On Mobile Ports

Let me just say this up front: I’m not a huge fan of mobile games (“mobile games,” for the purposes of this article, meaning “smart phone/tablet games”). Touchscreens are horrible for playing anything more advanced than Angry Birds and Fruit Ninja. Give me a keyboard and mouse or a controller any day. It’s not about the graphics; I hated Infinity Blade and that had nice enough graphics. It is about game companies (and Apple fanboys) trying to convince me that in 10 years every core gamer like me is going to be playing the new Half Life by swiping their fingers across a screen. That is, quite frankly, ridiculous. Yes, there are controllers for iOS and Android (the MOGA seems to be the current favorite), but if I’m going to carry a controller around with me everywhere, why wouldn’t I just carry my 3DS with me? If I’m not supposed to carry a controller with me everywhere, doesn’t that defeat the purpose of it being portable? Wouldn’t a microconsole (like, my favorite, the Ouya) be a better option?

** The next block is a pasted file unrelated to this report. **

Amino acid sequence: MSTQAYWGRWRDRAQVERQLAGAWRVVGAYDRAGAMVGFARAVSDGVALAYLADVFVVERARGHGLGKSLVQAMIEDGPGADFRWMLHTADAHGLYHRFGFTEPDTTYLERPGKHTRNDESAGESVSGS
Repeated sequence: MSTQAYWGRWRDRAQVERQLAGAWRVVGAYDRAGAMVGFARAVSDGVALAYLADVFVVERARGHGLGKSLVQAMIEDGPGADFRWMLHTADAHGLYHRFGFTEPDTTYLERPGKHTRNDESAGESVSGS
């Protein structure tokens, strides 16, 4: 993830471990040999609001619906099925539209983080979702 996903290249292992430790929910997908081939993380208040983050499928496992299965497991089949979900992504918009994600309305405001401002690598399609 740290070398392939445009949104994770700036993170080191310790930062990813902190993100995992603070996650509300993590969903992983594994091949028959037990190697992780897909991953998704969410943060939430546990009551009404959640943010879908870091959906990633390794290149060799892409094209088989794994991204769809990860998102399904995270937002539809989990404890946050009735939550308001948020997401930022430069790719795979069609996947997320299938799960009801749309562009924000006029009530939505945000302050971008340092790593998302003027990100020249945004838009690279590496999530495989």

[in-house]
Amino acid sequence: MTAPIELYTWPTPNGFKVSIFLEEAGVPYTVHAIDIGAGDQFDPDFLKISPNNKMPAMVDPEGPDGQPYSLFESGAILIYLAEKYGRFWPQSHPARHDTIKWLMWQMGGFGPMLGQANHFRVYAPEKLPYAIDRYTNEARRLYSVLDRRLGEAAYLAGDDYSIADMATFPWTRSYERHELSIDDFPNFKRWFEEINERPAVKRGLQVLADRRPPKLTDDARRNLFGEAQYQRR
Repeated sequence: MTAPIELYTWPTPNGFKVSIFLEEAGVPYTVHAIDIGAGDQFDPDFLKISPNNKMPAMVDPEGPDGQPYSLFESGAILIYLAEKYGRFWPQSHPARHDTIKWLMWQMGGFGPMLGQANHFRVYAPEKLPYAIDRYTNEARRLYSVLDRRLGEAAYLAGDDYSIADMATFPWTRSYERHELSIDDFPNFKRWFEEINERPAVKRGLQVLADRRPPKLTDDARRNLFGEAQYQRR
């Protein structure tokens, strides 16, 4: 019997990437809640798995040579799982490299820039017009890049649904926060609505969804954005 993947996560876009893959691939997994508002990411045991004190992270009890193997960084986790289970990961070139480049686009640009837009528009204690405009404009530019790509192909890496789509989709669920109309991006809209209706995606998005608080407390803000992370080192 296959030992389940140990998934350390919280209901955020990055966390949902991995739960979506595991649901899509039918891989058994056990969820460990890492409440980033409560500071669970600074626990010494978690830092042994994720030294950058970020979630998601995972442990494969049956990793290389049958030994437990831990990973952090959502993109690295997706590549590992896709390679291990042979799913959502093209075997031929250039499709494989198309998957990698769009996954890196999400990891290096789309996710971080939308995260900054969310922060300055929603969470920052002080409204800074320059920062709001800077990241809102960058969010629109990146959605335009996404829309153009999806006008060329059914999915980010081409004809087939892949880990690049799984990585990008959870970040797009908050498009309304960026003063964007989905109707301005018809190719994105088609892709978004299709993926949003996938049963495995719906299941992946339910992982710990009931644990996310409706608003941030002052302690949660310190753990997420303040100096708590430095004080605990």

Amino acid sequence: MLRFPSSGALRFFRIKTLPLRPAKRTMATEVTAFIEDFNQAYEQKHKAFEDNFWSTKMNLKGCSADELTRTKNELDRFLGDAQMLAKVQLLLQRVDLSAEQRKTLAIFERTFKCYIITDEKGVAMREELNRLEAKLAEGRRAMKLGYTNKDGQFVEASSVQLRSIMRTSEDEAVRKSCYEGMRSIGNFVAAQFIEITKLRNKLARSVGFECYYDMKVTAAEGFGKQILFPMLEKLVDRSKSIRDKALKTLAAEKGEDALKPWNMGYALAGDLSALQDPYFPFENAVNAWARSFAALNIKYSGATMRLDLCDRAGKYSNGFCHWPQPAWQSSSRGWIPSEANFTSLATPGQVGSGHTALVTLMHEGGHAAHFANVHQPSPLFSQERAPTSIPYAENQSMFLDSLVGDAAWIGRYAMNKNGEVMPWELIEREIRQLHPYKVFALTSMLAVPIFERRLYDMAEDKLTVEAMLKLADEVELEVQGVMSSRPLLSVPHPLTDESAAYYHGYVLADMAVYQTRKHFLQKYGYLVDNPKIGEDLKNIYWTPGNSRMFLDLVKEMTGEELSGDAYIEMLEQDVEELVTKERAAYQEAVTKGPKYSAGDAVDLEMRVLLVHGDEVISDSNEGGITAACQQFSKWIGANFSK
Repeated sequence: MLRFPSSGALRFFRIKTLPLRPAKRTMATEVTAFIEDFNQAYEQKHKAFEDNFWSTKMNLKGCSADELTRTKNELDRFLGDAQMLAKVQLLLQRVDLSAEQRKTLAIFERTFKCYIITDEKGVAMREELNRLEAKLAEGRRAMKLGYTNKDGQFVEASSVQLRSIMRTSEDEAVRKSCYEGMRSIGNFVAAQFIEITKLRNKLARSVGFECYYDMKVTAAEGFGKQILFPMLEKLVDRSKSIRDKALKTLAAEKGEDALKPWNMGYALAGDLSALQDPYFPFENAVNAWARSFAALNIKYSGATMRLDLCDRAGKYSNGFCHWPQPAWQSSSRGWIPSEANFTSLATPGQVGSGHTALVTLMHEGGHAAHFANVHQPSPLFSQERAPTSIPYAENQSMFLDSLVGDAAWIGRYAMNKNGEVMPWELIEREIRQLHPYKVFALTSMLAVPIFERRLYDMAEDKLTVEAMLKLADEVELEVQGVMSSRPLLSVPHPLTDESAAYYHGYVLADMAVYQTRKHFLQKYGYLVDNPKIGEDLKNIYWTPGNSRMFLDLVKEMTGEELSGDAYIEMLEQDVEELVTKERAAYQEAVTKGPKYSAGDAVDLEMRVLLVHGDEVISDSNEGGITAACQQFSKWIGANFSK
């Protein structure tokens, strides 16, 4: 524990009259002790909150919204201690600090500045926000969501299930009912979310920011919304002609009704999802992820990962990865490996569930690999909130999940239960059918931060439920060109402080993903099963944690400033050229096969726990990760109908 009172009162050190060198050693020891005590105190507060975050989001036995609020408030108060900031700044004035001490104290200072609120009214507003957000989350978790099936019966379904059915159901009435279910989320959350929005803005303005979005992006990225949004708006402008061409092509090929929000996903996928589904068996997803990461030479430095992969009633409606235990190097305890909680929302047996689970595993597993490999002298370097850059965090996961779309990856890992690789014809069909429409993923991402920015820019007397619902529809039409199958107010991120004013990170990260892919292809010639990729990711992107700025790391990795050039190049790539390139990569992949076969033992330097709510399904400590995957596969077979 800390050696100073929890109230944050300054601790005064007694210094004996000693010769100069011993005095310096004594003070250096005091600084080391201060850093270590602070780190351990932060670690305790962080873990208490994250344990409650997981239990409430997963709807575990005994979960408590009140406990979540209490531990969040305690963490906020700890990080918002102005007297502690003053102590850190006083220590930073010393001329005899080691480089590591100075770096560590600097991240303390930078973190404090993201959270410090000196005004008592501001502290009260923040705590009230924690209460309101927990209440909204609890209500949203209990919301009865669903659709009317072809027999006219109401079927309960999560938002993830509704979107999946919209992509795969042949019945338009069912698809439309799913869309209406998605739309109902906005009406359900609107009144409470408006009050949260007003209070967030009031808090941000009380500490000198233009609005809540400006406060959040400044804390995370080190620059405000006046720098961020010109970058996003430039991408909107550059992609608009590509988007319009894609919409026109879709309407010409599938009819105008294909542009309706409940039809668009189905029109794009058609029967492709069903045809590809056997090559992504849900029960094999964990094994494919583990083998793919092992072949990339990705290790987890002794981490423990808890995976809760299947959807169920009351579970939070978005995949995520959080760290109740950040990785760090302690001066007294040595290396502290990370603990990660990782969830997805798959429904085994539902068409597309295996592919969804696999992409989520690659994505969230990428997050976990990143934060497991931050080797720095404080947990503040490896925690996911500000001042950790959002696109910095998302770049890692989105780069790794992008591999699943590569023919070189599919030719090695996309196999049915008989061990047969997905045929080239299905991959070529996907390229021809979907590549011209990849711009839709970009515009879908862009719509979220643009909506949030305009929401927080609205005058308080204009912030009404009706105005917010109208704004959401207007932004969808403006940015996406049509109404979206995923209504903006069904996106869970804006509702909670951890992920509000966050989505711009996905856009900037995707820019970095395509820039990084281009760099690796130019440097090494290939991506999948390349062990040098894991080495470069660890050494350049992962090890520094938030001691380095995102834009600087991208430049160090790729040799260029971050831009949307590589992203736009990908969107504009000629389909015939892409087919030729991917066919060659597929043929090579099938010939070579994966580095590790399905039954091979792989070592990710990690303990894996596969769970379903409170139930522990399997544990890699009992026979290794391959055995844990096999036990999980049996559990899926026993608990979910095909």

Now that that rant is over, let’s talk about the issue at hand: mobile ports. Inevitably, companies are going to see the ridiculous popularity and profits of games like Angry Birds and Cut the Rope and want a piece of the action. It’s easier and cheaper to adapt an existing or in-development game to a new platform than to try to develop a whole new game for a different platform. I can’t blame companies for this, but some games make the transition better than others.

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